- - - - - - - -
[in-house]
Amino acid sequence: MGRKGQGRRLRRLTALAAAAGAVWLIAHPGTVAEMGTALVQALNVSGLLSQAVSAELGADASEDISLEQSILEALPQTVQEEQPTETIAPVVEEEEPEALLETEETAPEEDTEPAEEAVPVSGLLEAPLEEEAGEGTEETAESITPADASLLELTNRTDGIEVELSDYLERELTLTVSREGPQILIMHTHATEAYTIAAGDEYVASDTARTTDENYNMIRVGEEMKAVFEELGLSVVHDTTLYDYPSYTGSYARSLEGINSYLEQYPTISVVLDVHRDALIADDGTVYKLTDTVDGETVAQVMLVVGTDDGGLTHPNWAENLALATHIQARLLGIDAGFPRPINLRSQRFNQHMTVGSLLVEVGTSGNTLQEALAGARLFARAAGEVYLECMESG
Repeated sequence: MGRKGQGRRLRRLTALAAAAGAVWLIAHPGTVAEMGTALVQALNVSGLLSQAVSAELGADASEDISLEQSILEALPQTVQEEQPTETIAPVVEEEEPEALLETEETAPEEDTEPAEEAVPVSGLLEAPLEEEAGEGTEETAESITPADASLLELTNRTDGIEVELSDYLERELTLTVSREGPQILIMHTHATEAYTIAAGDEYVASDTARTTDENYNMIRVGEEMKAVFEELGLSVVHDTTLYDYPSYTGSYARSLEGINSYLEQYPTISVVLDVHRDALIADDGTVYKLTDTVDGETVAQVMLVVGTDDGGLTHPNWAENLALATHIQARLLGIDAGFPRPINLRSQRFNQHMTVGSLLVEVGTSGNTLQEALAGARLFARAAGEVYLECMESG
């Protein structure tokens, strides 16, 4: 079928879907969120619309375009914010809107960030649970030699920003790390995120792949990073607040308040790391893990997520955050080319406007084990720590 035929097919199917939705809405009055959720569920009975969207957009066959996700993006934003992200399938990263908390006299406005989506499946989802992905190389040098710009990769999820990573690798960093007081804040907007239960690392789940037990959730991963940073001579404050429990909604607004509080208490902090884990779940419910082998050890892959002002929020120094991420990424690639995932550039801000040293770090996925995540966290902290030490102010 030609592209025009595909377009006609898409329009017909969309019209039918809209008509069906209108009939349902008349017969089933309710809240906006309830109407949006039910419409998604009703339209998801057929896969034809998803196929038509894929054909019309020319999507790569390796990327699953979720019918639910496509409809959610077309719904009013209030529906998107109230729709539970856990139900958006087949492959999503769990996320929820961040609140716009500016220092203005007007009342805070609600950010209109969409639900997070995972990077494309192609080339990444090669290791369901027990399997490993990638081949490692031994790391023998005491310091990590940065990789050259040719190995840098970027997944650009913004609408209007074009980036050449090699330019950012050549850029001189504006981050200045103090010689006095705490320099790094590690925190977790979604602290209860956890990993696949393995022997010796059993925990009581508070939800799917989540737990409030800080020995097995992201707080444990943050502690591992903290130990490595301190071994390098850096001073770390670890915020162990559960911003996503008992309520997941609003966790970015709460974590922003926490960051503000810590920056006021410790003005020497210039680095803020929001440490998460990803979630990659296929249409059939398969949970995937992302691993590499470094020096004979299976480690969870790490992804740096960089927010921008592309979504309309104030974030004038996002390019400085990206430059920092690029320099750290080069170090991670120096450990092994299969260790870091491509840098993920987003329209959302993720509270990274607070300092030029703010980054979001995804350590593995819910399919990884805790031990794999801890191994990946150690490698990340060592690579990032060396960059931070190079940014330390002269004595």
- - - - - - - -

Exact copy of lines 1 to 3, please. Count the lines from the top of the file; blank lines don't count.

[in-house]
Amino acid sequence: MGRKGQGRRLRRLTALAAAAGAVWLIAHPGTVAEMGTALVQALNVSGLLSQAVSAELGADASEDISLEQSILEALPQTVQEEQPTETIAPVVEEEEPEALLETEETAPEEDTEPAEEAVPVSGLLEAPLEEEAGEGTEETAESITPADASLLELTNRTDGIEVELSDYLERELTLTVSREGPQILIMHTHATEAYTIAAGDEYVASDTARTTDENYNMIRVGEEMKAVFEELGLSVVHDTTLYDYPSYTGSYARSLEGINSYLEQYPTISVVLDVHRDALIADDGTVYKLTDTVDGETVAQVMLVVGTDDGGLTHPNWAENLALATHIQARLLGIDAGFPRPINLRSQRFNQHMTVGSLLVEVGTSGNTLQEALAGARLFARAAGEVYLECMESG
Repeated sequence: MGRKGQGRRLRRLTALAAAAGAVWLIAHPGTVAEMGTALVQALNVSGLLSQAVSAELGADASEDISLEQSILEALPQTVQEEQPTETIAPVVEEEEPEALLETEETAPEEDTEPAEEAVPVSGLLEAPLEEEAGEGTEETAESITPADASLLELTNRTDGIEVELSDYLERELTLTVSREGPQILIMHTHATEAYTIAAGDEYVASDTARTTDENYNMIRVGEEMKAVFEELGLSVVHDTTLYDYPSYTGSYARSLEGINSYLEQYPTISVVLDVHRDALIADDGTVYKLTDTVDGETVAQVMLVVGTDDGGLTHPNWAENLALATHIQARLLGIDAGFPRPINLRSQRFNQHMTVGSLLVEVGTSGNTLQEALAGARLFARAAGEVYLECMESG